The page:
• People in the lowest of five socioeconomic brackets (those who said they ‘lack money for food’) were much less likely than those in the third (and most common) bracket (those who said they ‘have enough money for food and clothes’) to support EU accession (15% compared to 46%).
  • Self-identity as (more) Ukrainian or Russian also played a role.
    • Self-identity as Ukrainian: 41% yes
    • Self-identity as equally Russian and Ukrainian: 17% yes
    • Self-identity as Russian: 0% yes. Yes, zero – meaning that no one surveyed self-identified as Russian in south Ukraine and also supported EU accession
    • Affiliation with Kyiv Patriarchate (45% yes) compared to Moscow Patriarchate (19% yes)

East

More point form.

  • There’s also a divide between young and old. More than a third of 18-29 year olds (35%) and 30-39 year olds (41%) support EU accession in eastern Ukraine, compared to 17% of 60-69 year olds and 12% of those older than 70.
  • Education differences here too. Those who had the highest levels of education (some level of higher education/degree) were more likely to support EU accession (41%) than those with less than ten years’ education (11%).
  • People who indicated they were on some sort of state pension were less likely to support EU accession (12%).
  • Interestingly, the socioeconomic questions didn’t show any significant differences. I’ll get to that.
  • Self-identity as (more) Ukrainian or Russian again.
    • Self-identity as Ukrainian: 37% yes
    • Self-identity as equally Russian and Ukrainian: 2% yes
    • Self-identity as Russian: 7% yes.
    • Affiliation with Kyiv Patriarchate (41% yes) compared to Moscow Patriarchate (8% yes)

The survey data from eastern Ukraine also includes respondents from the ‘DNR.’ As I talked about a few weeks ago, results from the ‘DNR’ stand out pretty starkly against the rest of eastern Ukraine.

So what do the results look like if we just look at Ukrainian government-controlled eastern Ukraine?

East, sans ‘DNR’

The last bit of point form.

  • Age, yeah. Almost half of 18-29 year olds (44%) and more than half of 30-39 year olds (52%) support EU accession in eastern Ukraine, compared to 22% of 60-69 year olds and 13% of those older than 70.
  • Education. Those who had the highest levels of education (some level of higher education/degree) were more likely to support EU accession (50%) than those with less than ten years’ education (11%).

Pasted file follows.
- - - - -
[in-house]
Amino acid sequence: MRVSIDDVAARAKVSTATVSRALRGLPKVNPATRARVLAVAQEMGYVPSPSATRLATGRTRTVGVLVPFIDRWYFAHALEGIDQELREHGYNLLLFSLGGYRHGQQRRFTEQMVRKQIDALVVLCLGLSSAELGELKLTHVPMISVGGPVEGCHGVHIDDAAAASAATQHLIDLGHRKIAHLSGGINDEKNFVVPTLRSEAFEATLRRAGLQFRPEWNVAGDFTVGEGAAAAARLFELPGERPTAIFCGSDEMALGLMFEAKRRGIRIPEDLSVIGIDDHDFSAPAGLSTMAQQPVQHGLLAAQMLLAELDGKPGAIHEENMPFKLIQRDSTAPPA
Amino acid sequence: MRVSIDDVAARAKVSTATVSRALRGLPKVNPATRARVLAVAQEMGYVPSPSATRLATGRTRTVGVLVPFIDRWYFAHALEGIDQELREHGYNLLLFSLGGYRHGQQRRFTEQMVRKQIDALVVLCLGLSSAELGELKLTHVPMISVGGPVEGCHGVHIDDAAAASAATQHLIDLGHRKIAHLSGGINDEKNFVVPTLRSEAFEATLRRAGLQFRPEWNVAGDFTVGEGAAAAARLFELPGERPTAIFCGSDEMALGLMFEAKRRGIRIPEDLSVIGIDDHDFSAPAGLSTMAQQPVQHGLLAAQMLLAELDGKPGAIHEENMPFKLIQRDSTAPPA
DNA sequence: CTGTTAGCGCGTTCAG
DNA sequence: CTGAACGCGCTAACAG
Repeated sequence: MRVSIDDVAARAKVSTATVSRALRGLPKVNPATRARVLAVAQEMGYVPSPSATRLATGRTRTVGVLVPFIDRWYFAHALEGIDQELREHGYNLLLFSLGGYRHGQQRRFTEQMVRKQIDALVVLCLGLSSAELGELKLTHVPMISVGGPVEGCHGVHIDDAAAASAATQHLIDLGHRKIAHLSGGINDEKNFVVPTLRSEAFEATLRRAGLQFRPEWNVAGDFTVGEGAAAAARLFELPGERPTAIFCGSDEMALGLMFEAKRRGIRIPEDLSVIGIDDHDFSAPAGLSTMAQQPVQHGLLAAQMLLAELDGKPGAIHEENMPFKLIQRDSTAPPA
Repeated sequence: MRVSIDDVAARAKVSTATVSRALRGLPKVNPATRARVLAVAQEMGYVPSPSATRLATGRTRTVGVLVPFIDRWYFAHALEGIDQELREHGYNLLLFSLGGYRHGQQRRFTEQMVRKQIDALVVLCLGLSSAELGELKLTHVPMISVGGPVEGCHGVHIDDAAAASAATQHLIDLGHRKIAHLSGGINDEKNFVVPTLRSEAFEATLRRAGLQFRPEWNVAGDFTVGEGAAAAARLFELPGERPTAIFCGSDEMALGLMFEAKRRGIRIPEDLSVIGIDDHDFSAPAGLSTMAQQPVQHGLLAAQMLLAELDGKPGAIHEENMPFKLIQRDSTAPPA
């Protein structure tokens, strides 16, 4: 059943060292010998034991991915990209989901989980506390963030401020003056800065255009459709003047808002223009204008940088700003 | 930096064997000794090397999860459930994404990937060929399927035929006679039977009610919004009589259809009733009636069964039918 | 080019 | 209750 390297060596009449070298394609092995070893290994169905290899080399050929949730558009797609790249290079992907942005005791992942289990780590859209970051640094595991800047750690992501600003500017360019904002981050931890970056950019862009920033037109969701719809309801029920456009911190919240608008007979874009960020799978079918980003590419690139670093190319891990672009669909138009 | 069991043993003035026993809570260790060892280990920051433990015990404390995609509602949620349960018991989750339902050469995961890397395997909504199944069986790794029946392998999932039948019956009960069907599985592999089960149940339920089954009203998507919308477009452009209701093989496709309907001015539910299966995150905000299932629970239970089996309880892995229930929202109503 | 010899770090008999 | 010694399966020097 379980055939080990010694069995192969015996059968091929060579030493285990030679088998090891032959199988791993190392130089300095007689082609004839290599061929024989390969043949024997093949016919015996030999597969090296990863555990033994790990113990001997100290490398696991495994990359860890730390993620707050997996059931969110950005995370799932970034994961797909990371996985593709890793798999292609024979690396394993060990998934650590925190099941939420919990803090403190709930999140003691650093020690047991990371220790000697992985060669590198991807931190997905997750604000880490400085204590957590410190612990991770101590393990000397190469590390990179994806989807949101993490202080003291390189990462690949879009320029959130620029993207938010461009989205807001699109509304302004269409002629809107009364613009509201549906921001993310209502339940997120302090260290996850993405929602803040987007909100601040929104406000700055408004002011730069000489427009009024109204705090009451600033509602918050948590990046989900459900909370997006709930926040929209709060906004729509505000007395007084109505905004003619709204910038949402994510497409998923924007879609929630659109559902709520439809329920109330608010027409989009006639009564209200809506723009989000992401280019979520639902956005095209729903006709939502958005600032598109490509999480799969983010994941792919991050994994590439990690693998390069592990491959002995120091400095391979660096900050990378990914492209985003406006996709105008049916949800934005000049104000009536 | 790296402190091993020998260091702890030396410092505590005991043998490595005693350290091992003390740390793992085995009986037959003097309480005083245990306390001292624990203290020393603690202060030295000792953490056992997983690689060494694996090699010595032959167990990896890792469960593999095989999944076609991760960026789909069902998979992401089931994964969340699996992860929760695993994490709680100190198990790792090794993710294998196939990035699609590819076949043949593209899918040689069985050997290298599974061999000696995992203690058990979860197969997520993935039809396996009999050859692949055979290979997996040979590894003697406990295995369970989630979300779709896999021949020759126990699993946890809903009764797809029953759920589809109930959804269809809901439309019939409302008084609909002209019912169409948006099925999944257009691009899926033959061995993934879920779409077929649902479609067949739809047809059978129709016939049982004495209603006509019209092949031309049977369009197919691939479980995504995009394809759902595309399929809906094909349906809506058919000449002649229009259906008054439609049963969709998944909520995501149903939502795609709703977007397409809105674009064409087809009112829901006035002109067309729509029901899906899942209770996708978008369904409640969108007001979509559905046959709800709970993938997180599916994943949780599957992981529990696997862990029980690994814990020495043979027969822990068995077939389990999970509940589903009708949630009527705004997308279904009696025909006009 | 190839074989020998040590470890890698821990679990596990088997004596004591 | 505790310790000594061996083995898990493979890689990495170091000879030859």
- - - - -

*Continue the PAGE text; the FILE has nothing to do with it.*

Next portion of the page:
• People who indicated they were on some sort of state pension were less likely to support EU accession (15%).
  • Take out the ‘DNR’ and socioeconomic status become significant, because statistics is fun. People in the second lowest of five socioeconomic brackets (those who said they ‘didn’t have enough money for clothes’) were much less likely than those in the third (and most common) bracket (those who said they ‘have enough money for food and clothes’) to support EU accession (24% compared to 47%).
  • Self-identity as (more) Ukrainian or Russian again.
    • Self-identity as Ukrainian: 38% yes
    • Self-identity as equally Russian and Ukrainian: 6% yes
    • Self-identity as Russian: 7% yes
    • Affiliation with Kyiv Patriarchate (44% yes) compared to Moscow Patriarchate (17% yes)

What do all these numbers mean?

There’s a lot more to Ukrainians’ attitudes towards the EU than just what part of the country they happen to be from. When almost half of young people in eastern Ukraine support EU accession, engaging in this ‘OMG pro-Russian east versus pro-Ukrainian west blah blah’ is more than just lazy oversimplification. It’s wrong.

And the factors that are associated in eastern and southern Ukraine with being opposed to EU accession? Being older. Being less educated. Being a pensioner. Being from a lower socioeconomic bracket. In other words: class, with a healthy dose of (self-) identity thrown into the mix. You know, just like that other country having a wee chat about the EU right now.  Ukraine’s not always that different, guys.

If there’s anything to take away from how I decided to spend my Saturday evening, it’s a point that’s been made before, repeated before and which, unfortunately, will need to be repeated again: